Kukla's Korner Hockey
by Alanah McGinley on 11/07/07 at 04:23 PM ET
Mark Messier participated in a media conference call today, answering questions as he prepares to be inducted into the Hockey Hall of Fame on Monday, November 12th.
In 25 NHL seasons Mark played in 1756 regular season games, the second highest total ever, trailing only Gordie Howe. He recorded 694 goals which is seventh all-time, and 1,193 assists, third all-time. His total of 1887 career points places him second all-time behind only former teammate Wayne Gretzky.
He won the Stanley Cup six times, the Conn Smythe Trophy as playoff MVP in 1984, the Hart Trophy as the National Hockey League’s most valuable player in 1990 and ‘92, and he appeared in 15 NHL All-Star Games.
Below is a transcript of today’s interview, plus a video selection of his career highlights, provided by NHL.com.
Q. I wondered if you could maybe outline some of the things that you’ve been doing since you stopped playing? I know we see you on Versus. But maybe run down some of the things that you’ve been involved in to give us a sense of that. And as a follow?up, whether being away from the game has changed your feelings about what your future with the game might be. Whether you’re still as interested in staying involved in hockey now as you might have been when you stopped playing?
MARK MESSIER: Well, I think the first part of that question is what I’ve been doing. I think when I retired I was fortunate to have two beautiful children, so that’s really been my focus since I retired. Which made my retirement, the transition, so easy. I was able to kind of take some time and be with the kids and Kim.
Also a lot of things that seemed to keep coming my way as far as leadership kept popping up into the forefront the last few years. And a lot of that has developed into that Leadership Camp that we do. The Tomorrow’s Children Fund is always something that I’ll be doing the rest of my life. Lot of initiatives there.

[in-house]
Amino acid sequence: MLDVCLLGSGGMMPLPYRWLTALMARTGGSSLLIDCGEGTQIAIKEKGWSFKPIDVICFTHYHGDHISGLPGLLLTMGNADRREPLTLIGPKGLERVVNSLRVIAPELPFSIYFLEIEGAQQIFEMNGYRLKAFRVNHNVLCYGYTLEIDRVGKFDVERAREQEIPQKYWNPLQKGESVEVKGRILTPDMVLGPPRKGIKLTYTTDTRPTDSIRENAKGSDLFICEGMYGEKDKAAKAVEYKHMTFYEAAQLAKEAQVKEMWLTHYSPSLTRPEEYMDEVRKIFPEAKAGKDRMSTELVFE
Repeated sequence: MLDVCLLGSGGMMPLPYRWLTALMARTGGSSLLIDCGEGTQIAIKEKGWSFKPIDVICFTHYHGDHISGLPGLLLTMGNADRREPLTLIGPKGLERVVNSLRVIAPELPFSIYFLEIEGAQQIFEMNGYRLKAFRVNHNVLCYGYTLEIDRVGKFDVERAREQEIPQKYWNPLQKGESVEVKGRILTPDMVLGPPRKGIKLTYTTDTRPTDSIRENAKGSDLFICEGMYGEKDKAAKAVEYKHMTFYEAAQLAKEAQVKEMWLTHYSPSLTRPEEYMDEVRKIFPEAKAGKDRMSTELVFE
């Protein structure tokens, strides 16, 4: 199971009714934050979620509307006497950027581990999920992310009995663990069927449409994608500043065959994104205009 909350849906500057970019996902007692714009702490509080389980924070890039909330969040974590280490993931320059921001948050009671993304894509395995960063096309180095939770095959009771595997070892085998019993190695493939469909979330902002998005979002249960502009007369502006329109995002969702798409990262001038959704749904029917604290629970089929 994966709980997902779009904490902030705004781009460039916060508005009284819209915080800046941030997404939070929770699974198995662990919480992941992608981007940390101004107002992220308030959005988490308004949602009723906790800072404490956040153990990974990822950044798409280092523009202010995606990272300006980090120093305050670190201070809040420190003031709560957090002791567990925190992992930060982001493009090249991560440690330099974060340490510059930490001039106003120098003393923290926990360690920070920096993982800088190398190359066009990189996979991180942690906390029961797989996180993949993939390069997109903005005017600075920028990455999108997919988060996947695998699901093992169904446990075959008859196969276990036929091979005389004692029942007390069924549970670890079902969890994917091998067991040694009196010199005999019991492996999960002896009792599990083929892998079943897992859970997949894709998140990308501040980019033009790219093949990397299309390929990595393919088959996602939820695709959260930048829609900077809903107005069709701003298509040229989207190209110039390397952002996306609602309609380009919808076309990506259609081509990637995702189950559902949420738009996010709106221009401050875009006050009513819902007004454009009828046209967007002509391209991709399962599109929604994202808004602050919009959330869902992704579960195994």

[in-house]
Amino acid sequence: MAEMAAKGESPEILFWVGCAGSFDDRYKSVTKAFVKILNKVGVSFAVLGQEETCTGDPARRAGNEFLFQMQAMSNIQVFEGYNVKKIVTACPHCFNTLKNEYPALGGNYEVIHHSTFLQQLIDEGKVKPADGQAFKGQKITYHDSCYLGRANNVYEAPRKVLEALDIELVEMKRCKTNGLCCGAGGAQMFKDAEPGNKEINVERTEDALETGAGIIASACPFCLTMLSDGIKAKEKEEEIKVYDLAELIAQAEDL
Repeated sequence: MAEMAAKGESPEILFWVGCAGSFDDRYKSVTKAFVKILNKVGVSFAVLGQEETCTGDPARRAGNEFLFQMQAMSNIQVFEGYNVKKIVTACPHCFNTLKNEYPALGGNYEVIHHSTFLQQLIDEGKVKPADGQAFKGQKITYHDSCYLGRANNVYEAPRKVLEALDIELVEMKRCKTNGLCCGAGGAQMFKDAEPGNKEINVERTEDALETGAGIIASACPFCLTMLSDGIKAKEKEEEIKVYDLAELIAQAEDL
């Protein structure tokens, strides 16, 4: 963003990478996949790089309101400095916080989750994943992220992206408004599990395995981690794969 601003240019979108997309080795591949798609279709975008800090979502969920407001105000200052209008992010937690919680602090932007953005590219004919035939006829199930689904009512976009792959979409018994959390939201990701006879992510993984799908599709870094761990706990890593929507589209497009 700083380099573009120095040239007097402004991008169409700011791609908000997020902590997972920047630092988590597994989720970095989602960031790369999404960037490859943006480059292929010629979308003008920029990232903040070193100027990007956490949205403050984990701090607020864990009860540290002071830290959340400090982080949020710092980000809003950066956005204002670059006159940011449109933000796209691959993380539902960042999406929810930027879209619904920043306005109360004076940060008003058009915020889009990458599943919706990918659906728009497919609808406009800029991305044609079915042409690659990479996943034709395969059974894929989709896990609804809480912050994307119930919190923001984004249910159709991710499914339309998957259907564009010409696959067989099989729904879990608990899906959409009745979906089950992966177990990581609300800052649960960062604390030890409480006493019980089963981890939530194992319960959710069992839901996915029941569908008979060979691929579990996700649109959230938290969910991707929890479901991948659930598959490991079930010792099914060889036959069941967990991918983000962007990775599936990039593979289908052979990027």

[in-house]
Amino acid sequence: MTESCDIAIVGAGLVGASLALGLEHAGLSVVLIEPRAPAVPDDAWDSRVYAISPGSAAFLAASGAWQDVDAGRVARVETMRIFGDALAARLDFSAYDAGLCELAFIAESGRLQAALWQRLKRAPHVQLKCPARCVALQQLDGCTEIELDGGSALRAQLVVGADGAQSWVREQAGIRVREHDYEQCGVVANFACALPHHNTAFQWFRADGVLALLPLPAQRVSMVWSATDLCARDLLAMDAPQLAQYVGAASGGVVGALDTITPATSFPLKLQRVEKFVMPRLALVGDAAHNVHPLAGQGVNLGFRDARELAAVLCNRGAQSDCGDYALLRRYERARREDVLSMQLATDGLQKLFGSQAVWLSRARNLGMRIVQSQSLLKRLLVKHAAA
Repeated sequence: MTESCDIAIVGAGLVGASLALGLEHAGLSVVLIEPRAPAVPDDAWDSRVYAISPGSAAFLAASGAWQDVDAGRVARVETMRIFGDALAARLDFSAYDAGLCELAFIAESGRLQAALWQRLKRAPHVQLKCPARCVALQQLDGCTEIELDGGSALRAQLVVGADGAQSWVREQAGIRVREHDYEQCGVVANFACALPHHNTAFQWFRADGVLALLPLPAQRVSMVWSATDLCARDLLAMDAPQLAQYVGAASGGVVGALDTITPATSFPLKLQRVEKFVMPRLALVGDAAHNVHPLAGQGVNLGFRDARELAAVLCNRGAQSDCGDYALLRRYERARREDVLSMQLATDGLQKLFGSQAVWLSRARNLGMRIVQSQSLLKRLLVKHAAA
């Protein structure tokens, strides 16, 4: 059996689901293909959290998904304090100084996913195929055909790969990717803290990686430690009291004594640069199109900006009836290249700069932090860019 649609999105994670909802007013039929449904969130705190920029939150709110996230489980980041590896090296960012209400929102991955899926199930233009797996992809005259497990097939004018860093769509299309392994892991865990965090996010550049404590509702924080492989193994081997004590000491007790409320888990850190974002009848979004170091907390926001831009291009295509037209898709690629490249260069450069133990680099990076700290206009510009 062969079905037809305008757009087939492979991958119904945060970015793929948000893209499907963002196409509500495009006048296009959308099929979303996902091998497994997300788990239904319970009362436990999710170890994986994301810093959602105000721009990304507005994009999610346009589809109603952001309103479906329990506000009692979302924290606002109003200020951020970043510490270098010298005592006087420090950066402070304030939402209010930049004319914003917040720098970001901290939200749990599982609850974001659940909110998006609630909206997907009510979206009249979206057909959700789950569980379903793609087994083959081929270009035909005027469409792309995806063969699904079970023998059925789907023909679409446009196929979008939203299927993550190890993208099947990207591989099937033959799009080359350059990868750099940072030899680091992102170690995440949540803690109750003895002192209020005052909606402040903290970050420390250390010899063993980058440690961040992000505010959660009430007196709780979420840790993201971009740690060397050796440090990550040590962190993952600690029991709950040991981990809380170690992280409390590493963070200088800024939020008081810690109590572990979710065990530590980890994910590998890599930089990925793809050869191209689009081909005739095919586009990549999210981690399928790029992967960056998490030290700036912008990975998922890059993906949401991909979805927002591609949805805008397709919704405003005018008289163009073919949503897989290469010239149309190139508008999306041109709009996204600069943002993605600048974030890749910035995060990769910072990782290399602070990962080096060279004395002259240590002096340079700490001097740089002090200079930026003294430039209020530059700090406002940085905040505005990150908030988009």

Of course, the Gold Effects Preventative Health Care Initiative we’re undergoing is taking a lot of time, but it’s a tremendous opportunity, and very educational one for me as well. And just, you know, being a dad. That’s been the best part of retirement the last three years.
As far as the second part, you know, hockey is what I know best. I feel at some point in my life hopefully that I have an opportunity to get involved. I’m not actively pursuing a position at this particular time. But I think at some point it would be gratifying and fulfilling to be a part of a championship team from a different position, and I look forward to that.
I feel that things and lessons and knowledge that I’ve gained over the last 25 years would position me well for that. And at some point it would be a lot of fun to get back into the game.
Q. Aside from the great teammates, what do you think were some of the factors that enabled you to have such success as a leader? And were there any events or persons in the formative years of your pro career that led you on that path to be a leader that you remember?
MARK MESSIER: I think there are a lot of factors that went into that. I’ve always felt that leaders are made, they’re not born.